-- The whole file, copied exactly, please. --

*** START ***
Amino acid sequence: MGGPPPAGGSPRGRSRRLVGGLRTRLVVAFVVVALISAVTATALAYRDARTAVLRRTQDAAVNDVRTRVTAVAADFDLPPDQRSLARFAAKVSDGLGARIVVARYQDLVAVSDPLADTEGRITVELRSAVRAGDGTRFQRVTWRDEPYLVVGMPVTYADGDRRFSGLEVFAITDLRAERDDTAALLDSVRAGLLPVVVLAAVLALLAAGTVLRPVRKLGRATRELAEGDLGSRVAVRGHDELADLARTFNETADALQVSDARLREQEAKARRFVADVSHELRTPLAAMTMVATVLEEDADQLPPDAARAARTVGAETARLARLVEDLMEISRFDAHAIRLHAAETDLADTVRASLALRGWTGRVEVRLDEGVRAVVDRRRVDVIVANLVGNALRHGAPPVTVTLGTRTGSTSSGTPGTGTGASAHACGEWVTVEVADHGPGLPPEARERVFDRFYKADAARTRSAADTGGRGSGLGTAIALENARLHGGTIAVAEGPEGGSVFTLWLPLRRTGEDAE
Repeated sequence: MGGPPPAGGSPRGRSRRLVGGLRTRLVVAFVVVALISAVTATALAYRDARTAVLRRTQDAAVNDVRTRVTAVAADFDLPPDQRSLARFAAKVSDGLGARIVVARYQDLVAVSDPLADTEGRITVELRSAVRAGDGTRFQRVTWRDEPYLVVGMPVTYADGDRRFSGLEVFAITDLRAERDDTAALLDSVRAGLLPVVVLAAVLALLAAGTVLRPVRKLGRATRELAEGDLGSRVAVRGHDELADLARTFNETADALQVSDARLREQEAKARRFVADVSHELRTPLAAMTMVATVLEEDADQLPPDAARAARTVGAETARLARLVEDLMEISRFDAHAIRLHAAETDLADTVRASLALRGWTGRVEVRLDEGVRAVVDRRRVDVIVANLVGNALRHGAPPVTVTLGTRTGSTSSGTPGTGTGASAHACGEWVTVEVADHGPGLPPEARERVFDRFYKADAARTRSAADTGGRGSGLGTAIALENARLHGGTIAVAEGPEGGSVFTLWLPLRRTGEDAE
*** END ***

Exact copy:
Amino acid sequence: MGGPPPAGGSPRGRSRRLVGGLRTRLVVAFVVVALISAVTATALAYRDARTAVLRRTQDAAVNDVRTRVTAVAADFDLPPDQRSLARFAAKVSDGLGARIVVARYQDLVAVSDPLADTEGRITVELRSAVRAGDGTRFQRVTWRDEPYLVVGMPVTYADGDRRFSGLEVFAITDLRAERDDTAALLDSVRAGLLPVVVLAAVLALLAAGTVLRPVRKLGRATRELAEGDLGSRVAVRGHDELADLARTFNETADALQVSDARLREQEAKARRFVADVSHELRTPLAAMTMVATVLEEDADQLPPDAARAARTVGAETARLARLVEDLMEISRFDAHAIRLHAAETDLADTVRASLALRGWTGRVEVRLDEGVRAVVDRRRVDVIVANLVGNALRHGAPPVTVTLGTRTGSTSSGTPGTGTGASAHACGEWVTVEVADHGPGLPPEARERVFDRFYKADAARTRSAADTGGRGSGLGTAIALENARLHGGTIAVAEGPEGGSVFTLWLPLRRTGEDAE
Repeated sequence: MGGPPPAGGSPRGRSRRLVGGLRTRLVVAFVVVALISAVTATALAYRDARTAVLRRTQDAAVNDVRTRVTAVAADFDLPPDQRSLARFAAKVSDGLGARIVVARYQDLVAVSDPLADTEGRITVELRSAVRAGDGTRFQRVTWRDEPYLVVGMPVTYADGDRRFSGLEVFAITDLRAERDDTAALLDSVRAGLLPVVVLAAVLALLAAGTVLRPVRKLGRATRELAEGDLGSRVAVRGHDELADLARTFNETADALQVSDARLREQEAKARRFVADVSHELRTPLAAMTMVATVLEEDADQLPPDAARAARTVGAETARLARLVEDLMEISRFDAHAIRLHAAETDLADTVRASLALRGWTGRVEVRLDEGVRAVVDRRRVDVIVANLVGNALRHGAPPVTVTLGTRTGSTSSGTPGTGTGASAHACGEWVTVEVADHGPGLPPEARERVFDRFYKADAARTRSAADTGGRGSGLGTAIALENARLHGGTIAVAEGPEGGSVFTLWLPLRRTGEDAE